"Part of what makes this work interesting right now is that new guys come up through animation," says James Venable, who has scored the "Powerpuff" TV show and movie. "It's the new guys who are the most excited to be working, so there's a high level of energy there to begin with and there's a willingness among the executives and show creators to try new things. For myself, I feel like I'm going back to the roots of animated music, and we're trying to bring that classic approach through to the current sounds of today, like electronica and techno."

Venable believes that another key to creative scoring is respect for young audiences.

"People arc going to react to the emotions of the music no matter how old they are, so on all levels I try never to play down to kids," he says. "A lot of times, if work is really specific to the age of a kid, as soon as they get past that age, they turn on it – whereas if you're just dealing with honest emotions and thinking of what you create as music rather than kids' music, kids don't get tired of it as they get older; they don't have to outgrow it."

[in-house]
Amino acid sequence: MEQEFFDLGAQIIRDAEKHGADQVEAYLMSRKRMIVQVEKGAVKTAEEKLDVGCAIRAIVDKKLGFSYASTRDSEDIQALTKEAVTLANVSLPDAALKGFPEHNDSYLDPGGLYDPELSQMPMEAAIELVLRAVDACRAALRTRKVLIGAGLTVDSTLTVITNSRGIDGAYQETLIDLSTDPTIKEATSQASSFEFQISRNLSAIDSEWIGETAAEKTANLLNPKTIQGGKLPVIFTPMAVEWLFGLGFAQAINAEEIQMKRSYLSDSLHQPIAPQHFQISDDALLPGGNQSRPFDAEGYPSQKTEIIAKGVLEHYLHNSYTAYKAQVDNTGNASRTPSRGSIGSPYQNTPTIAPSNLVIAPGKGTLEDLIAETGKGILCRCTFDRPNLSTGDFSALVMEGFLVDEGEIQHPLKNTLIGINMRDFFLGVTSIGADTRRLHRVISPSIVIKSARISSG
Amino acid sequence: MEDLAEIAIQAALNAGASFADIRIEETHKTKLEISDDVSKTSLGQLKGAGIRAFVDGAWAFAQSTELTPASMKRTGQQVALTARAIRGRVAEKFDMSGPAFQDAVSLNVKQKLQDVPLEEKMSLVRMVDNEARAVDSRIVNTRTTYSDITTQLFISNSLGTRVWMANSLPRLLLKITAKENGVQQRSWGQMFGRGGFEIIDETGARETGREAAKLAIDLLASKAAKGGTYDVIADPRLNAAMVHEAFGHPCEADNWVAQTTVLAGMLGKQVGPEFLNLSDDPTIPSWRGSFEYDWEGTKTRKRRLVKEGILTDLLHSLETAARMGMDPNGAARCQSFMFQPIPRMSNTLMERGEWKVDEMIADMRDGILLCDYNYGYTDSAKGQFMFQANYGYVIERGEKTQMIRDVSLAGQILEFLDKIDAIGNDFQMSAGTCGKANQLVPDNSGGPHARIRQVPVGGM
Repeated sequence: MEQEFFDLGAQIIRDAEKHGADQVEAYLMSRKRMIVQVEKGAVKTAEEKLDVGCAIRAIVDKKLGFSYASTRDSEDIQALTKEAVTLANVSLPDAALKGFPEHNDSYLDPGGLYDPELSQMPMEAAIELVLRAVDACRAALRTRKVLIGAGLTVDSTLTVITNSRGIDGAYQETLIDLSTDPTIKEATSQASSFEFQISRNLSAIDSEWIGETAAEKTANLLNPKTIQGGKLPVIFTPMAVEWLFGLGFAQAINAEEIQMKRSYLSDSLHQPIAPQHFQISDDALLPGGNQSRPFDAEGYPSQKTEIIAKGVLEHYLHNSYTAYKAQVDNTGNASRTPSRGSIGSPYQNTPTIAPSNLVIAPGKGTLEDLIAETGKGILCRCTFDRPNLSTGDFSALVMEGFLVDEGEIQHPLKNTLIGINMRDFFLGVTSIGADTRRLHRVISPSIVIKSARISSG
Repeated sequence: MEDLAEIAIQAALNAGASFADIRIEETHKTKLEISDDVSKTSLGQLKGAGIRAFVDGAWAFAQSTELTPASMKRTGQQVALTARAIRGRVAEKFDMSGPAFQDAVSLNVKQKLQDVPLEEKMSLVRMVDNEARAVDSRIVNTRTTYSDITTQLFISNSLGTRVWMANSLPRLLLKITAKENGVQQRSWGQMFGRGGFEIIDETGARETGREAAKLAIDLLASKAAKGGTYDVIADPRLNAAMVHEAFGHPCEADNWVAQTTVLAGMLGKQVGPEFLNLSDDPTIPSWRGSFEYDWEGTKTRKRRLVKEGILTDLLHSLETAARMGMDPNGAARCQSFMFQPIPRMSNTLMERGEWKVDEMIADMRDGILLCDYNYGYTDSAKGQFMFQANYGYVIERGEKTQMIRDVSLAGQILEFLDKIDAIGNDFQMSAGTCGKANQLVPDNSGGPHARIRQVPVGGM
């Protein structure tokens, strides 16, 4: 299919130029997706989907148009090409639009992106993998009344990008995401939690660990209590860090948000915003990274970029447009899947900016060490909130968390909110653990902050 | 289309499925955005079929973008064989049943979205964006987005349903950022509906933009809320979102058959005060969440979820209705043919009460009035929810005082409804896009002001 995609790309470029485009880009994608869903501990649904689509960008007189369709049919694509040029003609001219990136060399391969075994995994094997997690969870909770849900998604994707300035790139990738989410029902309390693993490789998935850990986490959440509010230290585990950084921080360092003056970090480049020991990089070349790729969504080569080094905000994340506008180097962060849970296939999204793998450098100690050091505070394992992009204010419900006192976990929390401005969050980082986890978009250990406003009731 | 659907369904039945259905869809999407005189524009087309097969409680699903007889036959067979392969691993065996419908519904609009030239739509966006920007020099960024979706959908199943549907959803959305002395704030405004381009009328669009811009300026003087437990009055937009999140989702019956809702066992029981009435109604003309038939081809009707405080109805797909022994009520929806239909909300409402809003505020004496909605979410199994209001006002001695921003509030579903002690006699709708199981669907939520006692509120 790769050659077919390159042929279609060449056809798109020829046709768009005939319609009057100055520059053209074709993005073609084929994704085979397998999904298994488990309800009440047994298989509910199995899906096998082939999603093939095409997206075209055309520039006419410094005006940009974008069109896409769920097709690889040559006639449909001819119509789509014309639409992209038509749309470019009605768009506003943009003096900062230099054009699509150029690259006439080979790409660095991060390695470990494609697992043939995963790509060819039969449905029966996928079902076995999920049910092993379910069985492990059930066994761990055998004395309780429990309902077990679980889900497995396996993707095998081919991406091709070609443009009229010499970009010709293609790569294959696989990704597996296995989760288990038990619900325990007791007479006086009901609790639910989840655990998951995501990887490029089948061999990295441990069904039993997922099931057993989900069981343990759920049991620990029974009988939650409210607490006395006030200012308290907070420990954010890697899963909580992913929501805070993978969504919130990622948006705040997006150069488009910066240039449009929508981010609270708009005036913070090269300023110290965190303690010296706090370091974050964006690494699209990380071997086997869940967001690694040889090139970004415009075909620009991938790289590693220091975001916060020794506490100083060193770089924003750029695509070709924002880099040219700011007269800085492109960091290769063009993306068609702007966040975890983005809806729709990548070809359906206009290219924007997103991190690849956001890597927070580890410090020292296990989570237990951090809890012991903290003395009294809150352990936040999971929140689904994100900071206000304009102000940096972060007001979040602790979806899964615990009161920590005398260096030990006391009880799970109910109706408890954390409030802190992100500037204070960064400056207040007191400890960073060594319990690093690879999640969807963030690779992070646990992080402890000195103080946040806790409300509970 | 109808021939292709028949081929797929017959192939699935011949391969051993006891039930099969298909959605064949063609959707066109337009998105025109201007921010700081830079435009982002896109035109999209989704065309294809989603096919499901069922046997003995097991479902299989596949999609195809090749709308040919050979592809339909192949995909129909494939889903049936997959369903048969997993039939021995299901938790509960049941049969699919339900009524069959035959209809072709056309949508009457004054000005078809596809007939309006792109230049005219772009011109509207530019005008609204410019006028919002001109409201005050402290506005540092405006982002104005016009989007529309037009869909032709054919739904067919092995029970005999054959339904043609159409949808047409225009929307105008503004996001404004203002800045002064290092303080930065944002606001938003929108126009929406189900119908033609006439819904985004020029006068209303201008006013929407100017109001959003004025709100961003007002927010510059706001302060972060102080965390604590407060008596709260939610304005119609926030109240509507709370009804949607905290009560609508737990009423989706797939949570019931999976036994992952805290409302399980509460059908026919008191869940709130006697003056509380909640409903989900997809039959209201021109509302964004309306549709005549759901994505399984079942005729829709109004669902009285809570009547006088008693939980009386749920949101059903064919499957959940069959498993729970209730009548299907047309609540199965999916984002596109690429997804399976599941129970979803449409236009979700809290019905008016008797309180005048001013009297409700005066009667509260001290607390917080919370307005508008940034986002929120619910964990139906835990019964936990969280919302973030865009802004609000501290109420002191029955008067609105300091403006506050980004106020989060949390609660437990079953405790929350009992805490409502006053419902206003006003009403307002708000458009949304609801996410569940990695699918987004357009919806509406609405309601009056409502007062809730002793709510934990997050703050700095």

If children feel a need to move on, they might decide to embrace the alternative works of their favorite kids' show composers

"I've already seen it happen, 'Rugrats' fans growing up to be Devo fans," Mothersbaugh says. "The kids write in, and the parents write in, and they talk about having common ground. They watch the show together then listen to the albums together and enjoy both. That warms a composer's heart."

By Chuck Crisafull
August 20, 2002